We visited the towns of Grazamela, with its typical, well-preserved architecture surrounded by the pine forest of the Sierra de Grazamela Natural Park; Gaucin, with a fabulous view of the rock of Gibraltar and the Moroccan coast; Zahara de la Sierra and its castle, Setenil with its homes built on the cliff overlooking the Trejo River, and Arcos, a beautiful city located on the rim of a canyon. We also discovered Antequera, 577 m above sea level, with its ancient downtown area, its Alcazaba, a true jewel of the sierra, the Nuestra Señora del Carmen church with its beautiful baroque altar, which sets it apart from other churches in the city and, in the Parador we enjoyed excellent Andalusian cuisine prepared with the finest olive oil. We toured Menga Dolmens, Viera and El Romeral and El Torcal, a natural park where we trekked among strangely shaped rocks.





Behind Gibraltar’s Door

After all the partying and good food, Amura’s sailboat took us south to discover a more peaceful world. Along the coast, the long beaches of San Pedro de Alcántara and Estepona spread out along the base of the Ronda and Bermeja mountains. They go on till they die in the sea, forming the beautiful rock of Gibraltar, standing guard over the strait of the same name.

Gibraltar is a multifaceted mountain. An English colony in Spanish territory, it is considered one of Hercules’ pillars and the only place in the country where you will find a community of monkeys. Its name is of Arabic origin: in the eight century, when Commander Tarik crossed the Strait to conquer Spain, he called it “Djebel Tarik”, Tarik’s mountain. It protects the enormous bay that guards the port of Algeciras, where ferries sail between Spain and Morocco.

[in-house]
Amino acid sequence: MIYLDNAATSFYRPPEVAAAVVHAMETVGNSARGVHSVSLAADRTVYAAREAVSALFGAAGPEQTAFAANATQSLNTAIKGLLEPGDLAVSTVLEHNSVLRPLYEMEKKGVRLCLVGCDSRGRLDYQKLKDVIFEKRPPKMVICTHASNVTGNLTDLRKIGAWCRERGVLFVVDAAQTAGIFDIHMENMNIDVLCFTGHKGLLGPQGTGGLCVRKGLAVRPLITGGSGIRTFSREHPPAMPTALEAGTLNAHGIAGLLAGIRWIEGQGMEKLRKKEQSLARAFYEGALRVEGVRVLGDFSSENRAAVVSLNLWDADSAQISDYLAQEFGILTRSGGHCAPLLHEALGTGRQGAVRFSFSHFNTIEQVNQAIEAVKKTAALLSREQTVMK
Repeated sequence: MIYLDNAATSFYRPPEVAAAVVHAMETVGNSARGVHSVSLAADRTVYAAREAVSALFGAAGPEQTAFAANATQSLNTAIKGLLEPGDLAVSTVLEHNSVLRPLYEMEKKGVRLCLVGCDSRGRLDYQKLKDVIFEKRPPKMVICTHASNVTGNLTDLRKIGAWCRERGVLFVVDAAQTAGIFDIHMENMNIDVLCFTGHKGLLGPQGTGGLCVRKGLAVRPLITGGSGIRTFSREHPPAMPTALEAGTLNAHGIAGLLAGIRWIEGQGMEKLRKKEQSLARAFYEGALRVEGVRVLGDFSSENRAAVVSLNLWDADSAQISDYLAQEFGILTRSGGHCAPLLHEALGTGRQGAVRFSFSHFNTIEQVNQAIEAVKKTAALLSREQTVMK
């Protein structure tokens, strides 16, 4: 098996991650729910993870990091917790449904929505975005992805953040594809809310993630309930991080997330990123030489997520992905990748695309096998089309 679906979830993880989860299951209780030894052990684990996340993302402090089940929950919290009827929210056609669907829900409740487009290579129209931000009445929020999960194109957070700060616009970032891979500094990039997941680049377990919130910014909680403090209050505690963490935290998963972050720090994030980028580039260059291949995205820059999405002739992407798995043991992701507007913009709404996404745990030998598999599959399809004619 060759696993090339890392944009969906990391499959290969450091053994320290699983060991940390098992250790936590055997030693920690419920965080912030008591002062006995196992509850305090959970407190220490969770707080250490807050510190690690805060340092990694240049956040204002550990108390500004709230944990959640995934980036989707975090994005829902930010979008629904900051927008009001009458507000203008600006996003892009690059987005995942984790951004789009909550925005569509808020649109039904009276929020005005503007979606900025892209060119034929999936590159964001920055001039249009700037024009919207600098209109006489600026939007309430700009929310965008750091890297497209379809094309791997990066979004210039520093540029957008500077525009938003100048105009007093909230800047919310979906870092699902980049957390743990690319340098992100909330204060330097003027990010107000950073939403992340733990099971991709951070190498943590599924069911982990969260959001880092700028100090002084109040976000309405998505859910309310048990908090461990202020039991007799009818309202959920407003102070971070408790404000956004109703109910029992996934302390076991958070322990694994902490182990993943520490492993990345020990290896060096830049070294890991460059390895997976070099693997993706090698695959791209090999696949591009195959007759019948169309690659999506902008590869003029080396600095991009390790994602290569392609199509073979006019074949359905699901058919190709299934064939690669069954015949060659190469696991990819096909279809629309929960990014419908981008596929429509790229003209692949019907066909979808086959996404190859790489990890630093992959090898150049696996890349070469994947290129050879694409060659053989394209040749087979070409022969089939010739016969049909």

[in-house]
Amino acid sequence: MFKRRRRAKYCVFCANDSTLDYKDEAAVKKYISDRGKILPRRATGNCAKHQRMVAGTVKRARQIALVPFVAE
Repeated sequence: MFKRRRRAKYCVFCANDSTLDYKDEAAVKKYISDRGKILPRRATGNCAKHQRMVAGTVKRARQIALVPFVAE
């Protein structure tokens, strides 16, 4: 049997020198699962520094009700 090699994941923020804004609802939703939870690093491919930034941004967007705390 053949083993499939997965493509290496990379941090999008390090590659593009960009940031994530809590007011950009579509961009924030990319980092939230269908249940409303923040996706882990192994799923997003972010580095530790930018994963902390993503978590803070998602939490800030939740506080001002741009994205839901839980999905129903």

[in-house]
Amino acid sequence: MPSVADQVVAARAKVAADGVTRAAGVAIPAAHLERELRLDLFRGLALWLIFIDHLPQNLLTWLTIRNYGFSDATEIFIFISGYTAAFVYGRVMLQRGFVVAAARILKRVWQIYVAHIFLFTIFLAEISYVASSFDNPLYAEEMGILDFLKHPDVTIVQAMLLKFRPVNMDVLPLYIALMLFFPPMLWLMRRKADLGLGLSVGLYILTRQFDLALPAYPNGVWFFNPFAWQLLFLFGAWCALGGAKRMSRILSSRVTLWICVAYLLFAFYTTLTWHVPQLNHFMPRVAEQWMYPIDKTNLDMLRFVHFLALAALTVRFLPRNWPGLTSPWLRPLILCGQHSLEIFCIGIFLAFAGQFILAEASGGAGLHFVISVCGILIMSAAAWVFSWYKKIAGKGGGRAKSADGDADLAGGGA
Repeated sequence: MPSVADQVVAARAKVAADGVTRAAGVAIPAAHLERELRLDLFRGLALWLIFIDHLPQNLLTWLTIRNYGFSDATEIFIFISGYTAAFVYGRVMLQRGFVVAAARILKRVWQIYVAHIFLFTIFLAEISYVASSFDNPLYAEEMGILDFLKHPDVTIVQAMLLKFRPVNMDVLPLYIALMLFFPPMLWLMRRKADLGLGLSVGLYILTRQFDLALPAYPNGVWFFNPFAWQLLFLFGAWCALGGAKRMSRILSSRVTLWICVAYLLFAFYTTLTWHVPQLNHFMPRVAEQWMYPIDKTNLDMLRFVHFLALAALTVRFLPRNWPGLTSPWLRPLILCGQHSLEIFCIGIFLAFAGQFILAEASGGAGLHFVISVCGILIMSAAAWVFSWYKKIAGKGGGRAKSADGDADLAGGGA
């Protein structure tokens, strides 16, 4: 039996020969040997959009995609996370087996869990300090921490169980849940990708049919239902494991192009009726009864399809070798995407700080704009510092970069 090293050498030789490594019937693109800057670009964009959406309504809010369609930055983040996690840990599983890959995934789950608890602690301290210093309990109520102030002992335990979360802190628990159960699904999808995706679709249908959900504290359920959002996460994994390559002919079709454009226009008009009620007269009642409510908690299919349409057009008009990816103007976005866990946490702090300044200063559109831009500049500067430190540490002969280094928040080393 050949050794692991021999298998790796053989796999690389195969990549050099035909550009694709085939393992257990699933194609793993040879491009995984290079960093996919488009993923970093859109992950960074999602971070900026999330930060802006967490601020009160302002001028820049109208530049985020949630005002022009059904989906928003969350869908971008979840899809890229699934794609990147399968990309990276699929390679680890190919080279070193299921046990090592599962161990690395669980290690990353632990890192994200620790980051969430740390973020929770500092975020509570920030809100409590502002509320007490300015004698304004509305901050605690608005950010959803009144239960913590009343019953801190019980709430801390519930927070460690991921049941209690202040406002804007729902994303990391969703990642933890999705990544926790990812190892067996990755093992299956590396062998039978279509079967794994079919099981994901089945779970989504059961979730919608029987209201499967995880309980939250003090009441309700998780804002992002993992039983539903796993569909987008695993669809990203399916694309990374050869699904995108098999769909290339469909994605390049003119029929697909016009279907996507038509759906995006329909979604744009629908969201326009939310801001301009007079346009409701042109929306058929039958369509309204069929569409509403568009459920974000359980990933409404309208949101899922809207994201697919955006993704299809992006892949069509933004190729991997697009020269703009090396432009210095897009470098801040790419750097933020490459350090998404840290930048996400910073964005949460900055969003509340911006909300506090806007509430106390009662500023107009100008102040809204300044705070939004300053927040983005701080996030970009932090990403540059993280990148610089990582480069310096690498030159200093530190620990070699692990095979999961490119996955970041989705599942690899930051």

We crossed the Strait between Gibraltar and Ceuta, the narrowest part. Ceuta is a unique Spanish city in Moroccan territory. Located in the folds of mount Hacho, it is a commercial port with important military activity, a small marina and the constant coming-and-goings of ferries crossing the Strait.




Passing Almina Cape you find long, windy Smir beach where the hotels and condos beckon visitors to spend their summer vacations, especially Martil, Smir and Restringa. At the end of the day we reached the pleasant Cabo Negro marina, protected by Riff Mountain. Once we were settled and enjoying a fish tajine we explored the discos, restaurants, hotels and bars. It is a Moroccan-style Costa del Sol.

We decided to anchor at Cabo Negro to explore the surroundings, especially the town of Chefchaouen, or Chaouen, as it is commonly known. It is a place that has conserved its charm. Founded in 1471 by Moulay Ali Ben Rachid to attack the Portuguese who occupied Ceuta, Chaouen became prosperous thanks to the Muslim and Jewish refugees who escaped from Granada in 1494. The small village started to grow as homes with balconies, tiled roofs and whitewashed walls were built. Then, the town was more Andalusian but in the 30s they decided to paint the walls blue, which is now the traditional color. Christians, threatened with death, were not allowed into the town until the arrival of Spaniards in1920, and the language spoken was a variation of medieval Castilian.



It is a magical place with blue streets, vines shading the small plazas, the entrances to the houses with their mysterious doors that open to reveal hidden patios bathed in blue lights that make the walls seem covered with ice. The ancient olive, fig and fruit trees enliven this strange setting, where mules carrying barrels of olive oil slip on the smooth steps, old people walk carefully leaning on their cane, friends chat in the shade, solving the world’s problems and women crack open their doors to hear their neighbor’s gossip.


Tangier and the narrow streets of the Medina are a mystery novel: its past and present weave and unweave intrigues and attract all with its diverse beauty.